by David Ruff
In a perfect world, an employee would be promoted at work due to a fair and honest appraisal of their capacity. Unfortunately, in a world that struggles with inequity of race, gender, age, sexual orientation, etc., such promotions are frequently based on or at least influenced by realities beyond the employee’s capacity. Recognizing that these same inequities routinely exist in our schools, educators often resort to common assessment tasks as a strategy to promote equity—only to find that doing so often accomplishes the opposite.
How so? When students are expected to engage in common assessments in the same way to produce the same evidence, this fails to recognize the variety of learning strategies effectively employed by different students. Expecting and supporting all students to learn a common core of skills and knowledge is an equity stance; expecting them to demonstrate this learning in exactly the same ways is not.
But assessments don’t have to be inequitable by nature. By changing the way we view assessments and broadening the scope of acceptable evidence, we can address inequities in the classroom while also radically increasing student engagement and agency.
Here are four ways to make it happen:
- Clarify student learning expectations. It isn’t enough to say that we want all students to become readers; we need to get more specific. What reading skills are we talking about? Should we consider various types of reading? Does skimming a text count? Should students not only understand overt intentions of the text but also more nuanced messages? Do we include poetry? With every larger learning standard, there are a host of specific standards (or performance indicators) that need to be identified. That way, students will know exactly what skills they will be expected to know and demonstrate.
- Collaboratively develop scoring criteria. Most people would agree that students should learn to write ‘well’; however, we could debate the meaning of ‘well’ for days. Left unresolved, this discrepancy has profound equity implications. For example, two educators teaching the same class might set different levels of acceptable performance. The result: A student in one class may be judged differently than a student in the other. This practice—often imperceptible to teachers—not only condones inequity but actually encourages it. The solution is for educators to collaboratively develop—and then use with fidelity—task-neutral scoring criteria. Developing scoring criteria and providing teachers time to collaboratively review and score student work for consistency ensures that grades aren’t influenced by who students are or whose class they’re taking—a basic requirement for equity.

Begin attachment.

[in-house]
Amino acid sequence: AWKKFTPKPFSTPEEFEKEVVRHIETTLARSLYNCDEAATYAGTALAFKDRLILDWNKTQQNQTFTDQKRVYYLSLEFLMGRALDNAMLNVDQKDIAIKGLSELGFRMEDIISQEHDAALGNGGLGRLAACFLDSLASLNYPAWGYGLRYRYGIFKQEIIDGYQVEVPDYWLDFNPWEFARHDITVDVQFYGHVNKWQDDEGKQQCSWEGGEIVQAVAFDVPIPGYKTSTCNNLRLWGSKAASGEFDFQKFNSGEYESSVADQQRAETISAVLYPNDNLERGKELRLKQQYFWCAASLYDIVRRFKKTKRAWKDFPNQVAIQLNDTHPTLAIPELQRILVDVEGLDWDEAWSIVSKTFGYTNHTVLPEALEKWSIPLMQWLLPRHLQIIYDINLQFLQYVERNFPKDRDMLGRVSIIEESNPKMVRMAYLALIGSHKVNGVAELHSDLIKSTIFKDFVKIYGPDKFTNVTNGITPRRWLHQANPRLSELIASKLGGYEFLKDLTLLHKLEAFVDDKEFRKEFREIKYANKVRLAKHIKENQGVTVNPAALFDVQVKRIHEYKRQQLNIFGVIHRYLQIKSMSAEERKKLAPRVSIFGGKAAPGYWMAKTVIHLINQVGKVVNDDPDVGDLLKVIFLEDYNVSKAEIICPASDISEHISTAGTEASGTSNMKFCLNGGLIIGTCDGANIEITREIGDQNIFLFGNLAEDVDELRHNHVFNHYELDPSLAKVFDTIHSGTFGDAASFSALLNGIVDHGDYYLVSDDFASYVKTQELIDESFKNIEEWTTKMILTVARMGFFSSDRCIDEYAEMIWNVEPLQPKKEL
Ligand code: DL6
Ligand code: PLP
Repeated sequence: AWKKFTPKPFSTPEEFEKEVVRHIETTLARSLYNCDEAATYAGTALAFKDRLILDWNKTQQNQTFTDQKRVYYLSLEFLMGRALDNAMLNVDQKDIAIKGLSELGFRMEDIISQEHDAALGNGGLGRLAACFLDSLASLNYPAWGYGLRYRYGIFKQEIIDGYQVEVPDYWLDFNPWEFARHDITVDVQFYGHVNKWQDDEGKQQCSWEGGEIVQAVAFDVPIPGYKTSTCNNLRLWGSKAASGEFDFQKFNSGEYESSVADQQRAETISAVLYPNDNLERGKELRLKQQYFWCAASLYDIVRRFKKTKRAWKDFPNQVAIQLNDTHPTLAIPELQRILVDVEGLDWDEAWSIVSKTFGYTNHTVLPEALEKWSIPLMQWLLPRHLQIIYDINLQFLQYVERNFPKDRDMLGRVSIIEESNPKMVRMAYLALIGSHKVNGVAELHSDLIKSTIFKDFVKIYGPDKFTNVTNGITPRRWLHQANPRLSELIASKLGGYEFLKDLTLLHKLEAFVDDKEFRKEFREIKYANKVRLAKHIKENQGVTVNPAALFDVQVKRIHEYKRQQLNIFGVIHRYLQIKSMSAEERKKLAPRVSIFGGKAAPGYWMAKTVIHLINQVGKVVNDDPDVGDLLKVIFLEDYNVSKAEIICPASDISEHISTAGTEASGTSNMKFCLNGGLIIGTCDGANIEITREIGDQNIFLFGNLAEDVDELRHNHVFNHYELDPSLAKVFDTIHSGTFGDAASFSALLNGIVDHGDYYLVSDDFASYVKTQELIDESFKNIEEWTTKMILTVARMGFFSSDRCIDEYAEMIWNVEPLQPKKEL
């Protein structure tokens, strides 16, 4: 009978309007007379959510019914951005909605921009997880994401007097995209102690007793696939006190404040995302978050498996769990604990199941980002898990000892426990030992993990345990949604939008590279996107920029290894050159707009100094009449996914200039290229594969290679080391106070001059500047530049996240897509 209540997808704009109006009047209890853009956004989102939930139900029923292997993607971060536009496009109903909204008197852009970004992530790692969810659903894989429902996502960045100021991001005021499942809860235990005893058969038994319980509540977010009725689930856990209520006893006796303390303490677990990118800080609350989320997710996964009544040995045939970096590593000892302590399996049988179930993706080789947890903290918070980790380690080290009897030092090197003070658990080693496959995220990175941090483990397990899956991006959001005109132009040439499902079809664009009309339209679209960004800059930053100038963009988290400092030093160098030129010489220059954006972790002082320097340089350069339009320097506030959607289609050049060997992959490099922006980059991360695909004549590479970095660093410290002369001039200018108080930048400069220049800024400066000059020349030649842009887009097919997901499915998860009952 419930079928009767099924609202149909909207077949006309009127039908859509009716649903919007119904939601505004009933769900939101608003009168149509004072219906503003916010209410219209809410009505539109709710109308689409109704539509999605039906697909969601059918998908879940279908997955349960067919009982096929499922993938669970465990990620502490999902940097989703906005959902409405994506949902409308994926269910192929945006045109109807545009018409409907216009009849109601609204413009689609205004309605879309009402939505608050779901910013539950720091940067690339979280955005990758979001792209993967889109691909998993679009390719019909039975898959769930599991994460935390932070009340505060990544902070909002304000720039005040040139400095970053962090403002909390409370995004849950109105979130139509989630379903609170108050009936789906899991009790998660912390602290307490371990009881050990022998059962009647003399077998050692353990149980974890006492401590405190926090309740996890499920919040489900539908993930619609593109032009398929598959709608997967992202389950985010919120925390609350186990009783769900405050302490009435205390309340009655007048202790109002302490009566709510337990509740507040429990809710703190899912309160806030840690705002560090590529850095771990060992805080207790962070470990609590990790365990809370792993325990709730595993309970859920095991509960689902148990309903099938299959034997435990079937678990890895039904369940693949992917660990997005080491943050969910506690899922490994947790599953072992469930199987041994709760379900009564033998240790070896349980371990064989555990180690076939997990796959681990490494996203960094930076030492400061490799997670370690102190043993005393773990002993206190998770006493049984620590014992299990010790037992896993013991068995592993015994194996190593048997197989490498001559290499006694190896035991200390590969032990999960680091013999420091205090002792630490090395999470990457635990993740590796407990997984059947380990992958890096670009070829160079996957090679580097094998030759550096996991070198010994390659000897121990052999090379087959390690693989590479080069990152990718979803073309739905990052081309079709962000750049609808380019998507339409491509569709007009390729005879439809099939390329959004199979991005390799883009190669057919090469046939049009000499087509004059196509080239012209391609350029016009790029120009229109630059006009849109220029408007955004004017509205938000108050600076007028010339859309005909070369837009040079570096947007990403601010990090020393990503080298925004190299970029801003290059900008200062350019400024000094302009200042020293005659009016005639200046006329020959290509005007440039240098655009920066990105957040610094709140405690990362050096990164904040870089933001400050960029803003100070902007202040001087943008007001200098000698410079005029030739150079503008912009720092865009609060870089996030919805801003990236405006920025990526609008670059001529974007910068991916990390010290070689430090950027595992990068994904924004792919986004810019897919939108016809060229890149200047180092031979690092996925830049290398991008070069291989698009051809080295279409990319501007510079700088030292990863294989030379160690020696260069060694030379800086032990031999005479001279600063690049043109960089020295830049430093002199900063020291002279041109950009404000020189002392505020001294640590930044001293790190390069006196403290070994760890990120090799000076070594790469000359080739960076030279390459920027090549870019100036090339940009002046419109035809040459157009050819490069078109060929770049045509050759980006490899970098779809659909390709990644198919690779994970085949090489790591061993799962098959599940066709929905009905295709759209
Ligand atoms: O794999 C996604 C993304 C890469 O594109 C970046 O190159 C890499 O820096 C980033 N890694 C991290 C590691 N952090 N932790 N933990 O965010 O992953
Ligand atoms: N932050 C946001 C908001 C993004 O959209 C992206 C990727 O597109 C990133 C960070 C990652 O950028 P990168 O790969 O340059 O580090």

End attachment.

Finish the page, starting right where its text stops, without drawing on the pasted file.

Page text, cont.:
- Develop assessment models. Instead of skipping straight to the development of assessment tasks, educators may want to consider developing assessment task models. Assessment task models are typically void of specific content. For example, instead of listing a series of specific historical events that students must compare and contrast, a task model might note the need for students to compare and contrast historical events, but allows students to choose what events specifically. This seemingly minor shift has huge implications. For example, the student who is fascinated by the Great Depression may dig further into three related events during the 1930s. Another student may be fascinated by the civil rights movement and choose to further explore events from the 1960s. In both cases, the student can use different content to demonstrate their capacity to compare and contrast historical events—and in both cases, the student has gained agency over their learning. Check out some examples of assessment models.
- Accept evidence generated outside of assessment tasks. While many students will welcome the guidance offered through a common assessment task (built from the assessment task model noted above), some students will learn more deeply through other strategies. We need to be open to students designing different ways to gather evidence that demonstrates their capacity. With clear task-neutral scoring criteria, we can entertain these ideas, ensure consistency in scoring, and maintain our commitment to equity. For example, a teacher might design an assessment task regarding public speaking where each student presents a PechaKucha to their classmates. Meanwhile, potentially unknown to the teacher, one of her students has the opportunity to present a proposed change regarding a public policy to their local planning commission—and does so quite successfully. The same task-neutral scoring criteria could be used to measure the student’s presentation skills in each situation even though the context is different.